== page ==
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Posted: April 9, 2011 5:58 p.m.

Harwell: Never the Twain shall meet political correctness

A great American author by the name of Samuel Clemens has been in the news a lot recently. Quite a while ago, under his more popularly known monicker of Mark Twain, Clemens wrote a tome about a couple of kids named Tom Sawyer and Huckleberry Finn. Now, some book publisher in Alabama has decided to print copies of the American literary classic, but is leaving out a racial slur in order to be more politically correct in 2011.

Clearly the 'Bama boy has been out in the sun way too long. Or maybe he just needs to be checked for ticks.

People who want to pretend slavery never happened, or who won't allow the use of the racial slur apparently have no confidence in either the American common man or The United States Constitution. The former has shown greater strength and resiliency, greater resolve to move forward by doing what's right, than any other human society in recorded history. The latter guarantees freedom of speech for each and every American citizen; it's not reserved exclusively for the politically correct.

The Masters Golf Tournament hosted annually at Augusta National is no stranger to racial controversy. A decade or two ago it was revealed that the membership of the storied, historic club was all white. A great ruckus was raised about that, and eventually one well-to-do, upscale and politically well-connected African-American was invited to join Augusta National. He did, the storm passed, and the almost all-white Augusta National Golf Club returned to doing things the way they'd always been done.

Then a young golfer of African-American lineage by the name of Tiger Woods came along. Bursting on the professional golf scene and threatening to rewrite every record, Woods won the first of his four Masters titles in 1997. Everything was seemingly moving along just fine until shortly after the victory, when CNN's Jim Huber queried past Masters champions as to what they thought Woods win would mean for the future of the tourney.

One former champ, Fuzzy Zoeller, won his green jacket at Augusta in 1979. Zoeller, always a pleasure for other tour members to pair up with for a round, is quick with a joke; his one-liners keep the atmosphere from becoming too tense in crucial situations.

Well, each year, before the first hole is played, past Masters champions sit down to "the champions' dinner" in the historic clubhouse. The menu is chosen by the most recent winner of the green jacket.

Huber found Zoeller with drink in hand and obviously in relaxation mode, and Fuzzy quipped that Tiger's victory meant the menu for next year's dinner would likely be fried chicken, collard greens, or some other soul food.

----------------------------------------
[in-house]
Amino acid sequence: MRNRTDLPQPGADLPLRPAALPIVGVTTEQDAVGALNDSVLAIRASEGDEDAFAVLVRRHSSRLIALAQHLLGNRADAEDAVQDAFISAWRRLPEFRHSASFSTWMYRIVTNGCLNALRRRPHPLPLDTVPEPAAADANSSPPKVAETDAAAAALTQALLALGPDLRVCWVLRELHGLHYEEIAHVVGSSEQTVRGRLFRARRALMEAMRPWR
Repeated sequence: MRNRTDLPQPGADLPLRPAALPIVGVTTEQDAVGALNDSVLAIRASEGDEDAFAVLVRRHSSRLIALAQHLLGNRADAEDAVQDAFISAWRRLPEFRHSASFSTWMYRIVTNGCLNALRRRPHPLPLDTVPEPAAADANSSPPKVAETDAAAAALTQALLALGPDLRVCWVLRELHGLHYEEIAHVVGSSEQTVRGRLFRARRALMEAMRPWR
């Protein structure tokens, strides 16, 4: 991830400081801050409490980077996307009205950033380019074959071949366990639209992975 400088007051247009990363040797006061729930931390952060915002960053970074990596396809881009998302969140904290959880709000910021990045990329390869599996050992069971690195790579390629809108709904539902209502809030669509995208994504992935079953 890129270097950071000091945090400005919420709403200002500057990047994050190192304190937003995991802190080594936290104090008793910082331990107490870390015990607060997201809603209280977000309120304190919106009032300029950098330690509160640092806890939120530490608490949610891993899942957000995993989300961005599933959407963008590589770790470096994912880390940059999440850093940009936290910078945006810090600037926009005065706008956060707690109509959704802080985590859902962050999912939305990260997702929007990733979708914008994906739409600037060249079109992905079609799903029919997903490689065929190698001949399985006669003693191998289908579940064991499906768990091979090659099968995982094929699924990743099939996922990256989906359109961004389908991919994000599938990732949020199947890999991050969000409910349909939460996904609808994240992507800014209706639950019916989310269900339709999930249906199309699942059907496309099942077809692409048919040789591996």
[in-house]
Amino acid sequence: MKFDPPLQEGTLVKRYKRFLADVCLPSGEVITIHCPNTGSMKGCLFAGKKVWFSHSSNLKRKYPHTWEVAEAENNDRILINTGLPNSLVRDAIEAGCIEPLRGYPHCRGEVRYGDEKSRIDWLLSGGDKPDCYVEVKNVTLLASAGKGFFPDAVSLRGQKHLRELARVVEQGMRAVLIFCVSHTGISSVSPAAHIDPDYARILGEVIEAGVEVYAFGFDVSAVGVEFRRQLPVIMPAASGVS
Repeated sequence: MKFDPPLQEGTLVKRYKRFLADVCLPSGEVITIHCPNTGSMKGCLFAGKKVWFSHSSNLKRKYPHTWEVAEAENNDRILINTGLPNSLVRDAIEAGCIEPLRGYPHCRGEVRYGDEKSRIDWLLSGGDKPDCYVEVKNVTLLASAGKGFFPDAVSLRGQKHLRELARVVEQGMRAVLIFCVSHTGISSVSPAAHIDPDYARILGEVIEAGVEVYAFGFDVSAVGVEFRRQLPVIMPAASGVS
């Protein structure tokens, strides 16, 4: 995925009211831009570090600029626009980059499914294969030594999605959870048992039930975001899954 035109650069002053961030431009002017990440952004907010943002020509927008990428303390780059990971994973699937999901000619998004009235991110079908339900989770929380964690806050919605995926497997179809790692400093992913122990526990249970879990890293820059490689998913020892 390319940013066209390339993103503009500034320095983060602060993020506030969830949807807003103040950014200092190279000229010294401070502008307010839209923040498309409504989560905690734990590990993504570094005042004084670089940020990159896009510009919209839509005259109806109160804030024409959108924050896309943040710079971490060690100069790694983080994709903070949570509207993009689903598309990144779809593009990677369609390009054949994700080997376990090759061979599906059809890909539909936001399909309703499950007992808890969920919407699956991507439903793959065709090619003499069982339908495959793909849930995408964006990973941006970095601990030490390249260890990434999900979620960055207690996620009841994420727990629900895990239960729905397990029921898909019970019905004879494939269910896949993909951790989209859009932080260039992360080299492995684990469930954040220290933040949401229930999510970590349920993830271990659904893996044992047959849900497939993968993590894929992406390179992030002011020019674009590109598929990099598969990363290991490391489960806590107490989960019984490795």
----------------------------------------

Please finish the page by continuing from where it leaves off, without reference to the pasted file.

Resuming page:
Zoeller's comment was not spoken in malice aforethought. It was an innocent, comical answer to a tedious and nonsensical question at the end of four grueling days of golf against world-class calibre players. But Fuzzy's comment was trumpeted around the world, distorted into a negative, mean-spirited comment intent on revealing that professional golf was the last bastion of an all-white good old boy's club.

That's excluding NASCAR and country music, of course.

But, hey, country music recruited popular African-American singer Darius Rucker from rock's Hootie and the Blowfish to fill the void left after Charlie Pride's trailblazing, legendary work. And one black man, Wendell Scott, drove race cars from 1961-1973 and is, to date, the only African-American to win a NASCAR race.

But getting back to Tiger Woods and the pressure on him to decide the menu for the 1998 Masters Champions Dinner: Woods served up cheeseburgers, chicken sandwiches, french fries and milkshakes.

Fuzzy Zoeller was never the same after the episode. It was a perfect example of a great, good-natured, happy-go-lucky person being torpedoed by small-minded intelligentsia demanding that everyone be politically correct at all times and in all places.

As this year's Masters Tournament got underway I couldn't help but wonder what commentary might be offered if Mark Twain were alive and featured on final-round television coverage. He'd have to be counseled, undoubtedly, as to what terms he could and could not use.

One thing's pretty certain: Were he alive, Twain would not attend the Masters

He once wrote, for example, "Golf is a good walk - spoilt."

Another thing's absolutely certain: If that Alabama boy gets away with removing the racial slur from "The Adventures of Tom Sawyer and Huckleberry Finn," that'll be a great piece of American literature - spoilt.

And the noise you'll hear is the sound of politically correct intelligentsia trampling everyone else's freedom of speech.

Nat Harwell is a Covington resident. His column appears Sundays.

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